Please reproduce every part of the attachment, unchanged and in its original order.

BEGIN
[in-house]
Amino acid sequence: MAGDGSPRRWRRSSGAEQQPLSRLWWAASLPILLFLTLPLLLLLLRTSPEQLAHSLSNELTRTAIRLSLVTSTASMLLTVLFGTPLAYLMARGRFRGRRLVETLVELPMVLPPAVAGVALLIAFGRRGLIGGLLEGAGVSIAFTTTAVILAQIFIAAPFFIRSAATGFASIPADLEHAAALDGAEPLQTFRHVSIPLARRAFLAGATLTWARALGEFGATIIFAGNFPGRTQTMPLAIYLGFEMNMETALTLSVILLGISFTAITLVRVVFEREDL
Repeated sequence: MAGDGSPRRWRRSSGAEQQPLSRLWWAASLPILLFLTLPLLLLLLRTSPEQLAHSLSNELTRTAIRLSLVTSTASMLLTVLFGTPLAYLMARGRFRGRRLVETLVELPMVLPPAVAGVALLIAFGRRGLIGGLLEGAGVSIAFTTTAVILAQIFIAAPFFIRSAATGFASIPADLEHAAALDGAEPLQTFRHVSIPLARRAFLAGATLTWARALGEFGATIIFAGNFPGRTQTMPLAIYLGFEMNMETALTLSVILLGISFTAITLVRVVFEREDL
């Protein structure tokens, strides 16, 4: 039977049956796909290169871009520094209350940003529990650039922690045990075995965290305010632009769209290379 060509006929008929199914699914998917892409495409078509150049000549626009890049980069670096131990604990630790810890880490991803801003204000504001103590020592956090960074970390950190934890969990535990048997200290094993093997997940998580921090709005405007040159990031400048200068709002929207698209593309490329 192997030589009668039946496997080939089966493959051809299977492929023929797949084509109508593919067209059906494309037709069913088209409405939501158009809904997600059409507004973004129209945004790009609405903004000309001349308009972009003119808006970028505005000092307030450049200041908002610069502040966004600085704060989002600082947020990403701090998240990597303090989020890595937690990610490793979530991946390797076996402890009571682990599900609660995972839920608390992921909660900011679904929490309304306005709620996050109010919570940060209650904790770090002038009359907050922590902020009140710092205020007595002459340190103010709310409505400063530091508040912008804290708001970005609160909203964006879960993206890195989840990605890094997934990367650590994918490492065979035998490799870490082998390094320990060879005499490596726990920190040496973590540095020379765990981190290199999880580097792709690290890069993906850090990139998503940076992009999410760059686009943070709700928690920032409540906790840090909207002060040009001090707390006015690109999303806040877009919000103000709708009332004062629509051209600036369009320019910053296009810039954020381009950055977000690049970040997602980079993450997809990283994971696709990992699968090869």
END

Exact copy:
[in-house]
Amino acid sequence: MAGDGSPRRWRRSSGAEQQPLSRLWWAASLPILLFLTLPLLLLLLRTSPEQLAHSLSNELTRTAIRLSLVTSTASMLLTVLFGTPLAYLMARGRFRGRRLVETLVELPMVLPPAVAGVALLIAFGRRGLIGGLLEGAGVSIAFTTTAVILAQIFIAAPFFIRSAATGFASIPADLEHAAALDGAEPLQTFRHVSIPLARRAFLAGATLTWARALGEFGATIIFAGNFPGRTQTMPLAIYLGFEMNMETALTLSVILLGISFTAITLVRVVFEREDL
Repeated sequence: MAGDGSPRRWRRSSGAEQQPLSRLWWAASLPILLFLTLPLLLLLLRTSPEQLAHSLSNELTRTAIRLSLVTSTASMLLTVLFGTPLAYLMARGRFRGRRLVETLVELPMVLPPAVAGVALLIAFGRRGLIGGLLEGAGVSIAFTTTAVILAQIFIAAPFFIRSAATGFASIPADLEHAAALDGAEPLQTFRHVSIPLARRAFLAGATLTWARALGEFGATIIFAGNFPGRTQTMPLAIYLGFEMNMETALTLSVILLGISFTAITLVRVVFEREDL
């Protein structure tokens, strides 16, 4: 039977049956796909290169871009520094209350940003529990650039922690045990075995965290305010632009769209290379 060509006929008929199914699914998917892409495409078509150049000549626009890049980069670096131990604990630790810890880490991803801003204000504001103590020592956090960074970390950190934890969990535990048997200290094993093997997940998580921090709005405007040159990031400048200068709002929207698209593309490329 192997030589009668039946496997080939089966493959051809299977492929023929797949084509109508593919067209059906494309037709069913088209409405939501158009809904997600059409507004973004129209945004790009609405903004000309001349308009972009003119808006970028505005000092307030450049200041908002610069502040966004600085704060989002600082947020990403701090998240990597303090989020890595937690990610490793979530991946390797076996402890009571682990599900609660995972839920608390992921909660900011679904929490309304306005709620996050109010919570940060209650904790770090002038009359907050922590902020009140710092205020007595002459340190103010709310409505400063530091508040912008804290708001970005609160909203964006879960993206890195989840990605890094997934990367650590994918490492065979035998490799870490082998390094320990060879005499490596726990920190040496973590540095020379765990981190290199999880580097792709690290890069993906850090990139998503940076992009999410760059686009943070709700928690920032409540906790840090909207002060040009001090707390006015690109999303806040877009919000103000709708009332004062629509051209600036369009320019910053296009810039954020381009950055977000690049970040997602980079993450997809990283994971696709990992699968090869």